Send in the Gurkhas
With reference to the snippet that an IKEA store has resorted to hiring four Gurkhas to restore law and order in the car park, a couple of stories spring to mind that underline just how foolish any wouldbe criminal must be if they intend to mess about with the Gurkhas.
The first comes from Robert Graves' memoir Goodbye to all that, a reflection of his service in the Royal Welch Fusiliers during WWI. From memory, he said that one trooper, on being told by a regimental cook that jam was being given out only to those who could prove they had killed a German, had returned promptly the next morning with a sack that contained a German head and helmet. The kick being that the camp was five miles behind the front.
The second comes from John Masters' book Bugles and a Tiger. Masters was an officer in a Gurkha regiment, and tells the story of how, again during WWI
A British battleship, lights out, abristle with fourteen-inch guns, moved slowly up the heavily defended Suez Canal early in 1915. The officer on watch heard a small voice shouting from the land. At length he understood the voice to be saying "Halt! Who-go-dah?"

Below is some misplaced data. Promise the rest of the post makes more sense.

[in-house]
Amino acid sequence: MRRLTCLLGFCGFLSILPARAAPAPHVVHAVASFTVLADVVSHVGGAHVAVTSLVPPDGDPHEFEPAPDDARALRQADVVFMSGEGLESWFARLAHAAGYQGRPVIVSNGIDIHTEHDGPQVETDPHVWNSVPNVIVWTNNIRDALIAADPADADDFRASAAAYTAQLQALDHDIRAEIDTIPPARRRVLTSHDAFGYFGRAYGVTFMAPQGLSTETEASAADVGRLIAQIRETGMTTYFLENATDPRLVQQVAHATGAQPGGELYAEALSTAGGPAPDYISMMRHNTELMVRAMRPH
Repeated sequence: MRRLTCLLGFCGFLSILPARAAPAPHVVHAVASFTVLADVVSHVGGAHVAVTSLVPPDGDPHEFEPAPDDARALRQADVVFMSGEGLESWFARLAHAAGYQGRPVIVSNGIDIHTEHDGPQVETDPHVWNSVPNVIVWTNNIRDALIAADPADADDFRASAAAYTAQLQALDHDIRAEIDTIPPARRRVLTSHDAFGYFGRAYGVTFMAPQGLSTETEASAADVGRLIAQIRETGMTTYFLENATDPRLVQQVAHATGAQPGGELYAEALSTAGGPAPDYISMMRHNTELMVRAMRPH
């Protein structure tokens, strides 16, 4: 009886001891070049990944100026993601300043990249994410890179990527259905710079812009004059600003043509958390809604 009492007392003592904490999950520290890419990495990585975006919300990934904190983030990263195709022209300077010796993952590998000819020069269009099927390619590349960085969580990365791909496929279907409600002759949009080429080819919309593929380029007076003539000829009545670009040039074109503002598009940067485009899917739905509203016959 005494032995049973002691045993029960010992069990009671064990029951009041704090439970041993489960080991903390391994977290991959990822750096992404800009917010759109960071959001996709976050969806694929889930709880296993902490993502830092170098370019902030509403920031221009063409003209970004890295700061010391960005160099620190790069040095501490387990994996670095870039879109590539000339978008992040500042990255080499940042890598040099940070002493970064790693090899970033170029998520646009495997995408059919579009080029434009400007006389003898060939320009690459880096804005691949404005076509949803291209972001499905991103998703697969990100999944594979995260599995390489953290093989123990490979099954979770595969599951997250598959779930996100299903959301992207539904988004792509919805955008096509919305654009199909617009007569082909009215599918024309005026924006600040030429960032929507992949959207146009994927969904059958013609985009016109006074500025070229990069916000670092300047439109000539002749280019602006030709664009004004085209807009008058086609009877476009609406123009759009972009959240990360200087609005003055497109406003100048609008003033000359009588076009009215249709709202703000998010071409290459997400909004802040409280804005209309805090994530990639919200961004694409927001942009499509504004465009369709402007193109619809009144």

The officer did not reply. The voice then said "Halt or I fire!" The battleship switched on a searchlight, which illuminated one Gurkha rifleman standing on the bank. His rifle was pointed at the side of the battleship. The battleship stopped; its captain sent an urgent message for help; and the strategic movements of the Royal Navy sttod still while an officer of Gurkhas was found to tell the sentry that the battleship could pass. At last the Gurkha shouted "Pass friend, all's well," and lowered his rifle. The battleship glided on, with a thousand British sailors cheering and laughing.
Gurkhas? Don't mess.